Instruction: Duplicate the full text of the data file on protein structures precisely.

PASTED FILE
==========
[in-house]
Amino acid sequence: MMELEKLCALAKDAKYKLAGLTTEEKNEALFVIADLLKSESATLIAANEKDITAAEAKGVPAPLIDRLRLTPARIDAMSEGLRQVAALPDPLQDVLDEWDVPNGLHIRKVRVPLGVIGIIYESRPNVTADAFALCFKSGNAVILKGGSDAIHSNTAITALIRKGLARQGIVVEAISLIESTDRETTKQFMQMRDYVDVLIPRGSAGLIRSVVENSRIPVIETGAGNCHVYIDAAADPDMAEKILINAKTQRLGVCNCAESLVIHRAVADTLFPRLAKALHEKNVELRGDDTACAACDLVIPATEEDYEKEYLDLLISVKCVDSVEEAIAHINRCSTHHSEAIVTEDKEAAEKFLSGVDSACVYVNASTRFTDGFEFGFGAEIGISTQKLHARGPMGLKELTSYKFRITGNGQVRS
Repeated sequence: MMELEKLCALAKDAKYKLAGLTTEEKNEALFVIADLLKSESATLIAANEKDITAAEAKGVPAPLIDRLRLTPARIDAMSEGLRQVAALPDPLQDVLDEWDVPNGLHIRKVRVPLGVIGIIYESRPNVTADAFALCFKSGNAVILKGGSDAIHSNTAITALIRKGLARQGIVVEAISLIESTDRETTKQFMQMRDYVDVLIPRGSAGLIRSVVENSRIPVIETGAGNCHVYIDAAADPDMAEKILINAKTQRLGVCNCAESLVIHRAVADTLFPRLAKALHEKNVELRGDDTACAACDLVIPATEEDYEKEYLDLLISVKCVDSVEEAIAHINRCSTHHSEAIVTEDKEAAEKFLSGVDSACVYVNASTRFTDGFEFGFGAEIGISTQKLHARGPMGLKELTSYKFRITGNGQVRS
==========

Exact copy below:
[in-house]
Amino acid sequence: MMELEKLCALAKDAKYKLAGLTTEEKNEALFVIADLLKSESATLIAANEKDITAAEAKGVPAPLIDRLRLTPARIDAMSEGLRQVAALPDPLQDVLDEWDVPNGLHIRKVRVPLGVIGIIYESRPNVTADAFALCFKSGNAVILKGGSDAIHSNTAITALIRKGLARQGIVVEAISLIESTDRETTKQFMQMRDYVDVLIPRGSAGLIRSVVENSRIPVIETGAGNCHVYIDAAADPDMAEKILINAKTQRLGVCNCAESLVIHRAVADTLFPRLAKALHEKNVELRGDDTACAACDLVIPATEEDYEKEYLDLLISVKCVDSVEEAIAHINRCSTHHSEAIVTEDKEAAEKFLSGVDSACVYVNASTRFTDGFEFGFGAEIGISTQKLHARGPMGLKELTSYKFRITGNGQVRS
Repeated sequence: MMELEKLCALAKDAKYKLAGLTTEEKNEALFVIADLLKSESATLIAANEKDITAAEAKGVPAPLIDRLRLTPARIDAMSEGLRQVAALPDPLQDVLDEWDVPNGLHIRKVRVPLGVIGIIYESRPNVTADAFALCFKSGNAVILKGGSDAIHSNTAITALIRKGLARQGIVVEAISLIESTDRETTKQFMQMRDYVDVLIPRGSAGLIRSVVENSRIPVIETGAGNCHVYIDAAADPDMAEKILINAKTQRLGVCNCAESLVIHRAVADTLFPRLAKALHEKNVELRGDDTACAACDLVIPATEEDYEKEYLDLLISVKCVDSVEEAIAHINRCSTHHSEAIVTEDKEAAEKFLSGVDSACVYVNASTRFTDGFEFGFGAEIGISTQKLHARGPMGLKELTSYKFRITGNGQVRS